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Modrian update:

nearing completion

Looking NE. Very different look from every angle.


Retail Corner at McKinney and Blackburn


Looking west across Central Expressway.


Looking NW across Blackburn St. The light in the distance is McKinney Ave and the high rises in the background are along Turtle Creek Blvd.
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  #193  
Old Posted Sep 3, 2004, 9:22 PM
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Camden Farmers Market Phase II update:






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  #194  
Old Posted Sep 3, 2004, 9:22 PM
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Camden Farmers Market Phase II update:






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  #195  
Old Posted Sep 6, 2004, 9:27 PM
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Projects afoot for South Lamar area:
Developer plans a retail center, upscale condos and a boutique hotel

The glowing neon sign that sits atop South Side on Lamar signals activity in a once tumbledown section of southern Dallas.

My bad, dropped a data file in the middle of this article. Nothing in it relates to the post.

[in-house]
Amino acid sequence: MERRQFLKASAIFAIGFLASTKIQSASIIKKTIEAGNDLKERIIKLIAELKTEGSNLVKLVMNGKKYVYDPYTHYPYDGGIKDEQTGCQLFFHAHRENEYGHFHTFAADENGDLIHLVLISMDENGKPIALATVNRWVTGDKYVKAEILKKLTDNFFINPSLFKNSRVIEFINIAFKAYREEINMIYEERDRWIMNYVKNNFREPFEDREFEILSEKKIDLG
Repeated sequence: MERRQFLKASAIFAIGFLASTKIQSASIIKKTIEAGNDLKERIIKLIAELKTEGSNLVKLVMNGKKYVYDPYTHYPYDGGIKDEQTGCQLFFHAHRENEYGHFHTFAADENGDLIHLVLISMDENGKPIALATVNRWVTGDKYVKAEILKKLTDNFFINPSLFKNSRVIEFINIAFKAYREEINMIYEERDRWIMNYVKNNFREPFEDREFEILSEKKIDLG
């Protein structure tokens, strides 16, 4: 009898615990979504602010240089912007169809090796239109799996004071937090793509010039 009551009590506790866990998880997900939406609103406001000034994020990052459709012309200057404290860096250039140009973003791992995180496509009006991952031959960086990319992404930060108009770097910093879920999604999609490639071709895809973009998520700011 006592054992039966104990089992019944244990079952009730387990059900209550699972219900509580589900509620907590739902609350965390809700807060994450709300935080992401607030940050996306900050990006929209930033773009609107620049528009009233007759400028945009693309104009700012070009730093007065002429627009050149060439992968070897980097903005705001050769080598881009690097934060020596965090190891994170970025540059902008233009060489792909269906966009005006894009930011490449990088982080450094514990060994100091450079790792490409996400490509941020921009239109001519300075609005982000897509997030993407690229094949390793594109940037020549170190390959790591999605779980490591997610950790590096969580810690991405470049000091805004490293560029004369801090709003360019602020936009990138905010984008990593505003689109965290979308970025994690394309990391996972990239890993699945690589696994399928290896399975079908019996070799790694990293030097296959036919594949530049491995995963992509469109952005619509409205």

Orchestrating much of the activity is Jack H. Matthews, president of Lewisville-based Matthews Southwest. Matthews' company jump-started the revitalization of the area in 1999, when it renovated the derelict Sears Roebuck & Co.'s building into the 455-unit South Side on Lamar loft complex.

Reinvesting

In the upcoming months, Matthews and partners will invest about $20 million in property on South Lamar Street and surrounding blocks. About $3 million of that will be spent on a 36,000-square-foot retail strip and $5 million on the first phase of a 30-unit upscale condominium residence. Plans for a long-awaited boutique hotel are also gaining momentum.

About $80 million has been poured into the South Side on Lamar project, which is now 90% leased.

"The business model is to reinvest in the area," Matthews said, adding that he and investors do not expect to see a return on investment for many years.

Now, Matthews is gearing up to "in-fill" the land between South Side on Lamar and Interstate 30, which is dotted with vacant buildings and asphalt parking lots. Matthews Southwest controls 30 acres in the area.